Analysis: Clinton finds general election voice in NH debate

Analysis: Clinton finds general election voice in NH debate

By Luke Vargas   
Published
Hillary Clinton speaks to supporters after a campaign event in Nashua, N.H. November 9, 2015. Luke Vargas/Talk Media News
Hillary Clinton speaks to supporters after a campaign event in Nashua, N.H. November 9, 2015. Luke Vargas/Talk Media News

Clinton stands her ground on foreign policy, healthcare and taxes.

MANCHESTER, N.H. (Talk Media News) – Most Americans were enjoying holiday parties, catching up on last-minute shopping or watching the first Saturday night NFL game of the season, but those who tuned into the last Democratic debate of 2015 caught an early glimpse of the general election campaign Hillary Clinton intends to run.

Bernie Sanders may command a narrow lead in the Granite State, but his insurgent candidacy finds itself in unfamiliar territory as Clinton begins to hit her stride.

Saturday night’s gathering – the third televised debate for this year’s narrow field – found the Vermont Senator on defense from the start, forced by ABC News host David Muir to explain a recent incident in which campaign staffers improperly accessed confidential voter information files belonging by the Clinton campaign.

“David, let me give you a little background,” Sanders began.

He portrayed DNC contractors as sloppy when it comes to managing critical data and he noted that Clinton campaign data was accidentally turned over to Sanders staffers before. Sanders tried to advance the narrative of a punitive DNC, a party betting on Clinton and eager to castigate him publicly over the most recent incident instead of handling matters quietly.

Sanders eventually ditched that argument and accepted Muir’s invitation to apologize to Clinton. He apologized and the topic was not revisited.

Bernie Sanders conducts a TV interview after the third Democratic presidential debate. Manchester, NH. December 19, 2015. Photo: Luke Vargas/Talk Media News
Bernie Sanders conducts a TV interview after the third Democratic presidential debate. Manchester, NH. December 19, 2015. Photo: Luke Vargas/Talk Media News

It was a far cry from the first debate in mid-October when Clinton was immediately quizzed by Anderson Cooper on her past flip-flops, and was enduring a fever pitch of media scrutiny over her the handling of her State Department emails.

Yet Clinton did more than not apologize tonight. She showed a newfound willingness to push back against Sanders, a sign of comfort with the ideological lane into which she’s settled. While Sanders nudged Clinton to the left for months, she is now displaying a far greater certainty about her strategy, be it in defining America’s role in the world or defending her Wall Street relations.

Sanders may yet increase his support nationally and in New Hampshire, but the limits of his campaign are now apparent and Clinton is shifting away from her defensive posture.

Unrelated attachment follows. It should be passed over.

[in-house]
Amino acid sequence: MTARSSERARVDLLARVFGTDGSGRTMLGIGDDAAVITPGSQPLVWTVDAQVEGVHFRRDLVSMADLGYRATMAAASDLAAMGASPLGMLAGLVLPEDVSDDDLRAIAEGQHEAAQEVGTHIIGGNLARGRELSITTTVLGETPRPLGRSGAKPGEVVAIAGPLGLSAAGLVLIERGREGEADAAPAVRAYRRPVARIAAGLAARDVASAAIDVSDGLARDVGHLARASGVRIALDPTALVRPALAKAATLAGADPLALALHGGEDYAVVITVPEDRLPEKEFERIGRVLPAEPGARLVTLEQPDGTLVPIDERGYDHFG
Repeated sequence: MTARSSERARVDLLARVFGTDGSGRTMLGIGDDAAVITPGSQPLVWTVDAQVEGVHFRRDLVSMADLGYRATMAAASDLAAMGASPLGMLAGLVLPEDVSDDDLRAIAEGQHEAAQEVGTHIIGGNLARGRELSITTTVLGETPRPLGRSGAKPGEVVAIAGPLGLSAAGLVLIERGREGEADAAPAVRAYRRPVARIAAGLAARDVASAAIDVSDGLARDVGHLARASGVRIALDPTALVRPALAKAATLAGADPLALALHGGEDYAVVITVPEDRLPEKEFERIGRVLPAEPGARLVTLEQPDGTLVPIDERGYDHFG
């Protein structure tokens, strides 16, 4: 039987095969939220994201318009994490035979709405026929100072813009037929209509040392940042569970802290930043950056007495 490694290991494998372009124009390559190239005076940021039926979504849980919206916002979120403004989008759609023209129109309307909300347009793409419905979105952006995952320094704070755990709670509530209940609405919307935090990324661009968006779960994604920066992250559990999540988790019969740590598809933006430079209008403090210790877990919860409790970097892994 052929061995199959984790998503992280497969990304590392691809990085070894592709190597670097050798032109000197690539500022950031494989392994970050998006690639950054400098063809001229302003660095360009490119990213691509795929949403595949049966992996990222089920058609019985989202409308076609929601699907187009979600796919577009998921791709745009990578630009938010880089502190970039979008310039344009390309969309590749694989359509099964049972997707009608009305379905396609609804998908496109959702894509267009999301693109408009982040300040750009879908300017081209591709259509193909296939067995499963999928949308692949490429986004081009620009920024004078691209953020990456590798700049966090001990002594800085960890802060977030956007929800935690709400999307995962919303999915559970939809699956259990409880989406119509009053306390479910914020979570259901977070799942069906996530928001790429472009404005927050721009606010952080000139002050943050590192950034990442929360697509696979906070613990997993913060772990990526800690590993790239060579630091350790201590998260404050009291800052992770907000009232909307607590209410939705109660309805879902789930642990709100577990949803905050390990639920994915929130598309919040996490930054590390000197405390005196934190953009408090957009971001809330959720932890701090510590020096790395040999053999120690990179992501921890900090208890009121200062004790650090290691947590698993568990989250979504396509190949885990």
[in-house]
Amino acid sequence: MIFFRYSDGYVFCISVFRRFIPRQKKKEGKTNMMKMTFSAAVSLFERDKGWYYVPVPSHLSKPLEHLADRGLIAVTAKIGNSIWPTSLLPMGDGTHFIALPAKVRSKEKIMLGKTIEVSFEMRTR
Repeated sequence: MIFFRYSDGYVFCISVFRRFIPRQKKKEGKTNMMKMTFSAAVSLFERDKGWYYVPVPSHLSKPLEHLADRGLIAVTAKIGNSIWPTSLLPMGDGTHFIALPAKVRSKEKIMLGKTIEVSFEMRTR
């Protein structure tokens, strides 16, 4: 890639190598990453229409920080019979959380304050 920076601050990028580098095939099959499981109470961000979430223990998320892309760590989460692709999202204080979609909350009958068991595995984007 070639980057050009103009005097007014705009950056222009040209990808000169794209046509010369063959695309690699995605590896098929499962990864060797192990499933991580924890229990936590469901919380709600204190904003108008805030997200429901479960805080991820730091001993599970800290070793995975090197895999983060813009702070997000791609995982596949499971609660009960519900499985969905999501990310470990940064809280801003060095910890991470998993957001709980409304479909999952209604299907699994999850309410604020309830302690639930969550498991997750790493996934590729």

The third candidate on Saturday night’s stage also failed to dent Clinton’s sense of inevitability.

Former Maryland Governor Martin O’Malley was characteristically feisty, lashing out at Sanders and Clinton for their brief (and surprisingly cordial) handling of the recent data breach.

“For crying out loud!” O’Malley said, invoking the San Bernardino attacks and urging the audience to reject the “normal politics of Washington” typified by his opponents and to instead follow his “high-minded” politics. He delivered the line with zeal but squandered a critical early chance to flesh out his “politics of a higher purpose,” and he only managed to depict a contrived kitchen table debate on “economic issues” before giving a shout-out to his website.

Martin O'Malley speaks to reporters after the third Democratic presidential debate. Manchester, NH. December 19, 2015. Photo: Luke Vargas/Talk Media News
Martin O’Malley speaks to reporters after the third Democratic presidential debate. Manchester, NH. December 19, 2015. Photo: Luke Vargas/Talk Media News

O’Malley later defied moderator Muir and succeeded in prolonging a heated discussion on gun control. But in drawing breathless contrasts with both frontrunners, O’Malley mostly muddied the differences between Clinton and Sanders and struggled to define his brand.

To close a sparring session on Syria in which Sanders and O’Malley advocated that regime change should be dealt with after the Islamic State, Clinton stood firm.

“If the United States does not lead, there is not another leader,” she said. “There is a vacuum.”

On paid leave and single payer health care reform, Clinton deftly recast two of Sanders’ most popular talking points, criticizing his means of funding the programs:

“And my analysis is, that you are going to get more taxes out of middle class families.”

Sanders appealed to the decency of the Democratic base and argued that enacting three months paid family and medical leave would cost each American just $1.61 per week, but the damage was done.

She’s taken what she wants from the Sanders platform and is now signaling him to back off.

Clinton spiked the football by repeating her ‘no new middle class taxes’ pledge, and in so doing let us in on her first major warmup for a general election.

It just so happened most of America wasn’t watching.

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